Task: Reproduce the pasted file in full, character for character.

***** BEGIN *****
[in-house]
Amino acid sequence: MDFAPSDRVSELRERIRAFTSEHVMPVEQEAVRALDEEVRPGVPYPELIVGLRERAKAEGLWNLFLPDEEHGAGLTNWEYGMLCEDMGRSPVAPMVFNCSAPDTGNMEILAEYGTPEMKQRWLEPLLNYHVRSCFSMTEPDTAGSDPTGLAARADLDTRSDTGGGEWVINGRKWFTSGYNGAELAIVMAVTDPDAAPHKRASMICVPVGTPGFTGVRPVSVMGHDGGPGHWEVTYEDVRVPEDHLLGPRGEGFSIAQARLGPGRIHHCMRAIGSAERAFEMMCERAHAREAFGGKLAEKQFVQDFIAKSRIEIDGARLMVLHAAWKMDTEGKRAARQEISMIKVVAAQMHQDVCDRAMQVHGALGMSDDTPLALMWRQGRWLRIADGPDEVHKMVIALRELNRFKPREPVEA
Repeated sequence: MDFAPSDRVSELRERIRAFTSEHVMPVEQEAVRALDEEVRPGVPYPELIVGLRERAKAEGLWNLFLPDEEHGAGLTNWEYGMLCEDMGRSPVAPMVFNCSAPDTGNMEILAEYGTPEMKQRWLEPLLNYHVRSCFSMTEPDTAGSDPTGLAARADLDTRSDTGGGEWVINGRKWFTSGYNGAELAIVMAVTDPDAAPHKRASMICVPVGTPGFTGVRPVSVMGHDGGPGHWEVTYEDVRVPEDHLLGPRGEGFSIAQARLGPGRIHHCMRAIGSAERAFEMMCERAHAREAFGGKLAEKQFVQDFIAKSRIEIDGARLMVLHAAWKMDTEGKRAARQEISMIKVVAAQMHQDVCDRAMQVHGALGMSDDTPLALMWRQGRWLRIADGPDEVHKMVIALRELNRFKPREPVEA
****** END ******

[in-house]
Amino acid sequence: MDFAPSDRVSELRERIRAFTSEHVMPVEQEAVRALDEEVRPGVPYPELIVGLRERAKAEGLWNLFLPDEEHGAGLTNWEYGMLCEDMGRSPVAPMVFNCSAPDTGNMEILAEYGTPEMKQRWLEPLLNYHVRSCFSMTEPDTAGSDPTGLAARADLDTRSDTGGGEWVINGRKWFTSGYNGAELAIVMAVTDPDAAPHKRASMICVPVGTPGFTGVRPVSVMGHDGGPGHWEVTYEDVRVPEDHLLGPRGEGFSIAQARLGPGRIHHCMRAIGSAERAFEMMCERAHAREAFGGKLAEKQFVQDFIAKSRIEIDGARLMVLHAAWKMDTEGKRAARQEISMIKVVAAQMHQDVCDRAMQVHGALGMSDDTPLALMWRQGRWLRIADGPDEVHKMVIALRELNRFKPREPVEA
Repeated sequence: MDFAPSDRVSELRERIRAFTSEHVMPVEQEAVRALDEEVRPGVPYPELIVGLRERAKAEGLWNLFLPDEEHGAGLTNWEYGMLCEDMGRSPVAPMVFNCSAPDTGNMEILAEYGTPEMKQRWLEPLLNYHVRSCFSMTEPDTAGSDPTGLAARADLDTRSDTGGGEWVINGRKWFTSGYNGAELAIVMAVTDPDAAPHKRASMICVPVGTPGFTGVRPVSVMGHDGGPGHWEVTYEDVRVPEDHLLGPRGEGFSIAQARLGPGRIHHCMRAIGSAERAFEMMCERAHAREAFGGKLAEKQFVQDFIAKSRIEIDGARLMVLHAAWKMDTEGKRAARQEISMIKVVAAQMHQDVCDRAMQVHGALGMSDDTPLALMWRQGRWLRIADGPDEVHKMVIALRELNRFKPREPVEA